Working at home can be great, until a client shows up and the kids are yelling or the dog wants to go for a walk – now.
It is a common complaint in Squamish: the lack of meeting space, not just for work-from-home entrepreneurs, but also for members of charity boards, organizations and businesses without a brick-and-mortar facility, as well as academics and freelancers.
Coffee shops offer no privacy and are not geared to help people focus on work.
Two local women have come up with what they say is a solution to this predicament — the Aligned Collective. Squamish municipal Coun. Susan Chapelle and urban strategist Zanny Venner are opening the community co-working space.
“You have a mixture of academia and city builders and urbanists, as well as startups, entrepreneurs, and small to medium-sized businesses being in one space together,” said Chapelle.
The more than 3,000-square-foot, not-for-profit collective will open at the end of October at 201-38085 Second Ave. in Squamish’s downtown core.
The space will include dedicated private offices for small to medium-sized businesses, co-working workstations and a community hub where regional municipalities, companies, not-for-profits and others can rent space for gatherings, events or workshops. Some desks will be available for day rentals and others will be longer-term dedicated desks for a monthly fee.
“When there is no space for people to gather and connect then we are going to continue to work in our silos,” said Venner. “There’s a continuing emphasis on single-family townhomes being built, but I think that is going to contribute to the bedroom community of what Squamish is… This is just one space that will hopefully prove to government and the community itself that we are actually stronger when we are working together.”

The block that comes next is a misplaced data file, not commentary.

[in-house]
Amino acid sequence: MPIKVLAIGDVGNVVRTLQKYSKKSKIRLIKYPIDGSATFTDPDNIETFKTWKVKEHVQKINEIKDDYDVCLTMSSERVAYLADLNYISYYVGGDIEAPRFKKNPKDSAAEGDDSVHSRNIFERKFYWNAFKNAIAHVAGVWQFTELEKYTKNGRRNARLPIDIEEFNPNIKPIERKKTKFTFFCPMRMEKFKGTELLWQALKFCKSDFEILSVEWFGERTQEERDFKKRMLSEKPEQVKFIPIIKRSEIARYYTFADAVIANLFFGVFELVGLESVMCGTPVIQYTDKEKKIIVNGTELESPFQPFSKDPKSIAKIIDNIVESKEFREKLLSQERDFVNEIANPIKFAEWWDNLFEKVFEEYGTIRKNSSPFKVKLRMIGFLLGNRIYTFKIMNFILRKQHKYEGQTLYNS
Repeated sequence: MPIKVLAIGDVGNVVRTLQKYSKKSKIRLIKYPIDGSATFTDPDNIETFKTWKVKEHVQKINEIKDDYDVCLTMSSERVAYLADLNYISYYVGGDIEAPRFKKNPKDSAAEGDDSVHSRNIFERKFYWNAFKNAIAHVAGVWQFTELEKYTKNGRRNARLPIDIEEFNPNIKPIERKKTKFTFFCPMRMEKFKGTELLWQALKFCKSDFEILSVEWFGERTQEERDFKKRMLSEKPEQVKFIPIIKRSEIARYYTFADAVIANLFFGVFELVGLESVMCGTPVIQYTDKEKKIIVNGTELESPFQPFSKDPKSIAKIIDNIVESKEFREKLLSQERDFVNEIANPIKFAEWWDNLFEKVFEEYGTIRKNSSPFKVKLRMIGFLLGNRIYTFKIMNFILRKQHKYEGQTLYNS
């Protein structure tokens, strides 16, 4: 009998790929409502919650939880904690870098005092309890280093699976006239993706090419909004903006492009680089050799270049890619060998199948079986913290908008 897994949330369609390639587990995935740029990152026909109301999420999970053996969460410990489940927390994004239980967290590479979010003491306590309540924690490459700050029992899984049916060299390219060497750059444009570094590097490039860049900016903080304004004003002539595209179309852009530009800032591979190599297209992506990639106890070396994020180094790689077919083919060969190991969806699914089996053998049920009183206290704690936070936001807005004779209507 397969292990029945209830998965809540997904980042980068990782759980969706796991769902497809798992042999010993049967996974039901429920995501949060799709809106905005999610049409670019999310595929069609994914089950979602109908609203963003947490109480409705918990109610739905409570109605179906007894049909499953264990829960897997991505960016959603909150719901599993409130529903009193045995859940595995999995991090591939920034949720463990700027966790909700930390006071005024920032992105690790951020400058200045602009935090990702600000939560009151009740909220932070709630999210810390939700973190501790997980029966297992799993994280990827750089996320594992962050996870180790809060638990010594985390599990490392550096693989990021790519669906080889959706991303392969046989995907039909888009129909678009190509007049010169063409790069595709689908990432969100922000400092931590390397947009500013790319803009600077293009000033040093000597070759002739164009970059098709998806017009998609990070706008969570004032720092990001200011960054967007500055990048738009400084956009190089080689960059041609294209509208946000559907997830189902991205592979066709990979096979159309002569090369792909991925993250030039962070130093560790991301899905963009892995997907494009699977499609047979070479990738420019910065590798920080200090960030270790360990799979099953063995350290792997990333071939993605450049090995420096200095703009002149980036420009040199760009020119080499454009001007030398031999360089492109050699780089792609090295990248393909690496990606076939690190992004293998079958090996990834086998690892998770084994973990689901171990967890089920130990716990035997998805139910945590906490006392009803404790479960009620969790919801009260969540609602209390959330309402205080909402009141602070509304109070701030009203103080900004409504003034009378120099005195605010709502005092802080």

Chapelle said the opportunities for experts in their field – of which there are many in Squamish – to teach health care initiatives in the space is central to the plan. Chapelle, who is also a registered massage therapist and academic researcher, said she was recently teaching a class to students in Argentina by Skype from her basement and was interrupted by her children twice. A more professional space could serve others like her, she said.
The space also addresses the issue of how a municipality can create a healthier community for its citizens through collaboration. Without such a space, collaboration is limited, according to Chapelle.
“How do we create a space for urbanists and health care providers to figure out better policy and better ways to integrate health care with urban policy and planning?” she asked. “There’s nothing available in our community currently that offers good technology, [such as wifi]. When I bring people to the community, I want it to be a nice space.”
Chapelle said she is putting her own capital into launching the collective.
Any profits will go into future community and economic development projects, she said.
Similar spaces have been launched in communities around North America. Chapelle visited co-working spaces in Vancouver, Victoria, Montreal and Quebec City for ideas and inspiration.
For more on Aligned Collective, go to their Facebook page.